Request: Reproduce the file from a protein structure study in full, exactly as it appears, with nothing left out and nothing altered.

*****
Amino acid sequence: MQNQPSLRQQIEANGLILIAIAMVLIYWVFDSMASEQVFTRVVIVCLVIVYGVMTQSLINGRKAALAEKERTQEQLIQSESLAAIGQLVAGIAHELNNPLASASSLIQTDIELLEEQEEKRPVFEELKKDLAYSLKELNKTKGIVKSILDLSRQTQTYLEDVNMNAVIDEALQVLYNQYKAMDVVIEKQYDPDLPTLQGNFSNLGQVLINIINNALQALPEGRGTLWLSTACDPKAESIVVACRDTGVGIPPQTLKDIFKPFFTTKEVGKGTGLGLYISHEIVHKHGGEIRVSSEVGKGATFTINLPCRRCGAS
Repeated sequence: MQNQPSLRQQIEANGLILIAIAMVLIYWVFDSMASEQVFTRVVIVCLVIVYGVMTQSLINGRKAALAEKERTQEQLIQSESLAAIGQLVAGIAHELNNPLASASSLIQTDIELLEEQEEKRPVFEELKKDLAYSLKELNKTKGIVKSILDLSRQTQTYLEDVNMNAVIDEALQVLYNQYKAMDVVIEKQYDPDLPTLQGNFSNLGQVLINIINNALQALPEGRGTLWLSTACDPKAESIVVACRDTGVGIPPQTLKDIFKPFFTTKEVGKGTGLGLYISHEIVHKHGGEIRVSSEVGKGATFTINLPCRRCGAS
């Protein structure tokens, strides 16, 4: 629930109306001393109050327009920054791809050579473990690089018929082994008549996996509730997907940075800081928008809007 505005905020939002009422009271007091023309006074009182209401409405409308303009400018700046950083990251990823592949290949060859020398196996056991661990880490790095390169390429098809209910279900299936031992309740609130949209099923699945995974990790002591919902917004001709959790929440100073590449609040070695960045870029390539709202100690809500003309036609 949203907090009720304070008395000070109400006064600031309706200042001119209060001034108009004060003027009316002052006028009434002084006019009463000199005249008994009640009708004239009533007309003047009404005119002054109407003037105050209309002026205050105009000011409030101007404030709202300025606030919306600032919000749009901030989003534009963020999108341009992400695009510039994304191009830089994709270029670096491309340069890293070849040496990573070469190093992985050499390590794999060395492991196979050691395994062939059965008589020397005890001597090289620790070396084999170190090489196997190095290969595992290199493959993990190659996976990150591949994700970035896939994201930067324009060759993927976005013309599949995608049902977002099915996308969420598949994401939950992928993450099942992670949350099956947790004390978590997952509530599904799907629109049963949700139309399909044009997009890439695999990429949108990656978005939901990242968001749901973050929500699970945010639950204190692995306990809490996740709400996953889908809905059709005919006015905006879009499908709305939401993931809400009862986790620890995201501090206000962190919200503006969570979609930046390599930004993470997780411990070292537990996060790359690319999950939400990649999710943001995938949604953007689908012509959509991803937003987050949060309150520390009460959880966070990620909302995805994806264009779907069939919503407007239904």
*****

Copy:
Amino acid sequence: MQNQPSLRQQIEANGLILIAIAMVLIYWVFDSMASEQVFTRVVIVCLVIVYGVMTQSLINGRKAALAEKERTQEQLIQSESLAAIGQLVAGIAHELNNPLASASSLIQTDIELLEEQEEKRPVFEELKKDLAYSLKELNKTKGIVKSILDLSRQTQTYLEDVNMNAVIDEALQVLYNQYKAMDVVIEKQYDPDLPTLQGNFSNLGQVLINIINNALQALPEGRGTLWLSTACDPKAESIVVACRDTGVGIPPQTLKDIFKPFFTTKEVGKGTGLGLYISHEIVHKHGGEIRVSSEVGKGATFTINLPCRRCGAS
Repeated sequence: MQNQPSLRQQIEANGLILIAIAMVLIYWVFDSMASEQVFTRVVIVCLVIVYGVMTQSLINGRKAALAEKERTQEQLIQSESLAAIGQLVAGIAHELNNPLASASSLIQTDIELLEEQEEKRPVFEELKKDLAYSLKELNKTKGIVKSILDLSRQTQTYLEDVNMNAVIDEALQVLYNQYKAMDVVIEKQYDPDLPTLQGNFSNLGQVLINIINNALQALPEGRGTLWLSTACDPKAESIVVACRDTGVGIPPQTLKDIFKPFFTTKEVGKGTGLGLYISHEIVHKHGGEIRVSSEVGKGATFTINLPCRRCGAS
């Protein structure tokens, strides 16, 4: 629930109306001393109050327009920054791809050579473990690089018929082994008549996996509730997907940075800081928008809007 505005905020939002009422009271007091023309006074009182209401409405409308303009400018700046950083990251990823592949290949060859020398196996056991661990880490790095390169390429098809209910279900299936031992309740609130949209099923699945995974990790002591919902917004001709959790929440100073590449609040070695960045870029390539709202100690809500003309036609 949203907090009720304070008395000070109400006064600031309706200042001119209060001034108009004060003027009316002052006028009434002084006019009463000199005249008994009640009708004239009533007309003047009404005119002054109407003037105050209309002026205050105009000011409030101007404030709202300025606030919306600032919000749009901030989003534009963020999108341009992400695009510039994304191009830089994709270029670096491309340069890293070849040496990573070469190093992985050499390590794999060395492991196979050691395994062939059965008589020397005890001597090289620790070396084999170190090489196997190095290969595992290199493959993990190659996976990150591949994700970035896939994201930067324009060759993927976005013309599949995608049902977002099915996308969420598949994401939950992928993450099942992670949350099956947790004390978590997952509530599904799907629109049963949700139309399909044009997009890439695999990429949108990656978005939901990242968001749901973050929500699970945010639950204190692995306990809490996740709400996953889908809905059709005919006015905006879009499908709305939401993931809400009862986790620890995201501090206000962190919200503006969570979609930046390599930004993470997780411990070292537990996060790359690319999950939400990649999710943001995938949604953007689908012509959509991803937003987050949060309150520390009460959880966070990620909302995805994806264009779907069939919503407007239904």